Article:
Objectives are what organizations want to accomplish—the end results they want to achieve—in a given time frame. In addition to being accomplished within a certain time frame, objectives should be realistic (achievable) and be measurable, if possible. “To increase sales by 2 percent by the end of the year” is an example of an objective an organization might develop. You have probably set objectives for yourself that you want to achieve in a given time frame. For example, your objectives might be to maintain a certain grade point average and get work experience or an internship before you graduate.
The completed SWOT analysis (Step 1), informs the organization’s marketing objectives. Given the strengths, weaknesses, opportunities, and threats, companies can determine indicated actions by leveraging their strengths, shoring up their weaknesses, capitalizing on opportunities, and turning threats to their advantage.
A firm’s marketing objectives should be consistent with the company’s objectives at other levels, such as the corporate level and business level. An example of a marketing objective for PepsiCo might be “to increase by 4 percent the market share of Gatorade by the end of the year.”
The marketing objective helps the firm allocate resources and divvy up the tasks that employees need to do for the company to meet its goals. A great tool to start goal-setting for the organization is shown in Figure 10.9: “Ansoff Matrix”. Based on the SWOT analysis, marketing teams can determine their go-to-market strategies by using this tool.
Market penetration strategies focus on increasing a firm’s sales of its existing products or services to its existing customers. Companies often offer consumers special promotions or low prices to increase their usage and encourage them to buy products. When Frito-Lay distributes money-saving coupons to customers or offers them discounts to buy multiple packages of snacks, the company is utilizing a penetration strategy. The Campbell Soup Company gets consumers to buy more soup by providing easy recipes using their soup as an ingredient for cooking quick meals.
Product and service development strategies involve creating new products/services for existing customers. A new product or service can be a totally new innovation, an improved product/service, or a product/service with enhanced value, such as one with a new feature. Cell phones that allow consumers to charge purchases with the phone or take pictures are examples of a product with enhanced value. A new product/service can also be one that comes in different variations, such as new flavours, colours, and sizes. Mountain Dew Voltage, introduced by PepsiCo Americas Beverages in 2009, is an example. Keep in mind, however, that what works for one company might not work for another. For example, just after Starbucks announced it was cutting back on the number of its lunch offerings, Dunkin’ Donuts announced it was adding items to its lunch menu.
Market development strategies focus on entering new markets with existing products/services. For example, during the recent economic downturn, manufacturers of high-end coffee makers began targeting customers who go to coffee shops. The manufacturers are hoping to develop the market for their products by making sure consumers know they can brew a great cup of coffee at home for a fraction of what they spend at Starbucks.
New markets can include any new groups of customers such as different age groups, new geographic areas, or international markets. Many companies, including PepsiCo and Hyundai, have entered—and been successful in—rapidly emerging markets such as Russia, China, and India. Decisions to enter foreign markets are based on a company’s resources as well as the complexity of factors such as the political environment, economic conditions, competition, customer knowledge, and probability of success in the desired market. As Figure 10.9: “Ansoff Matrix” shows, there are different ways, or strategies, by which firms can enter international markets. The strategies vary in the amount of risk, control, and investment that firms face. Firms can simply export, or sell their products/services to buyers abroad, which is the least risky and least expensive method but also offers the least amount of control. Many small firms export their products/services to foreign markets.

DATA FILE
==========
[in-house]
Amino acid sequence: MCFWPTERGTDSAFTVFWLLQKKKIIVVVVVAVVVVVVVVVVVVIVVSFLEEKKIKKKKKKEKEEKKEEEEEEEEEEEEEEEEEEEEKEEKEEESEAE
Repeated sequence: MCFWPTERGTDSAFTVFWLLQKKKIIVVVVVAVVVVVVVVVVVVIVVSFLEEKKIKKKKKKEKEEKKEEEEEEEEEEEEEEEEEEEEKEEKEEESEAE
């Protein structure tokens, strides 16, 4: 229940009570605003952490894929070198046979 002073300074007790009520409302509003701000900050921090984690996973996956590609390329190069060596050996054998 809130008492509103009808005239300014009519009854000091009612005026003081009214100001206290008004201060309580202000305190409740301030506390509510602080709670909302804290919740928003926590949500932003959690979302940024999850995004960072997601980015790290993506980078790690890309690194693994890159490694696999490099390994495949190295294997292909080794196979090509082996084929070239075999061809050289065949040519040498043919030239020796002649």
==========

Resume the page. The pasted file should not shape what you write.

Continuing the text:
After the marketing goal is set, using the Ansoff Matrix (Fig 10.9 ), companies should segment the market, select their target audience, and position the product/service in the minds of their selected target audience. This will ensure that the marketing mix (Step 3) achieves the marketing goals set by the organization.
Selecting Market Segments
Henry Ford proved that mass marketing can work—at least for a while. Mass marketing is also efficient because you don’t have to tailor any part of the offering for different groups of consumers, which is more work and costs more money. The problem is that buyers are not all alike. If a competitor comes along and offers these groups a product/service (or products/services) that better meet their needs, you will lose business.
Most firms tailor their offerings in one way or another to meet the needs of different segments of customers. Because these organizations don’t have all their eggs in one basket, they are less vulnerable to competition. Marriott International is an example of a company that operates in multiple market segments. The company has different types of facilities designed to meet the needs of different market segments. Marriott has invested in unique brands so consumers don’t confuse the brand and the brand is not diluted. Some of the Marriott brands and their target markets are as follows:
- Marriott Courtyard. Targeted at over-the-road travellers.
- Ritz-Carlton Hotels. Targeted at luxury travellers.
- Marriott Conference Centers. Targeted at businesses hosting small- and mid-sized meetings.
- Marriott ExecuStay. Targeted at executives needing month-long accommodations.
- Marriott Vacation Clubs. Targeted at travellers seeking to buy timeshares.
A multisegment marketing strategy can allow firms to respond to demographic changes and other trends in markets. For example, the growing number of people too old to travel have the option of moving into one of Marriott’s “Senior Living Services” facilities, which cater to retirees who need certain types of care. A multisegment strategy can also help companies weather an economic downturn by allowing customers to trade up or down among brands and products/services. Suppose you take a pay cut and can’t afford to stay at Marriott’s Ritz-Carlton hotels anymore. A room at a JW Marriott—the most luxurious of the Marriott-brand hotels but cheaper than the Ritz—is available to you. A multisegment strategy can also help companies deal with the product/service life cycle issues. If one brand or product/service is “dying out,” the company has others to compete with.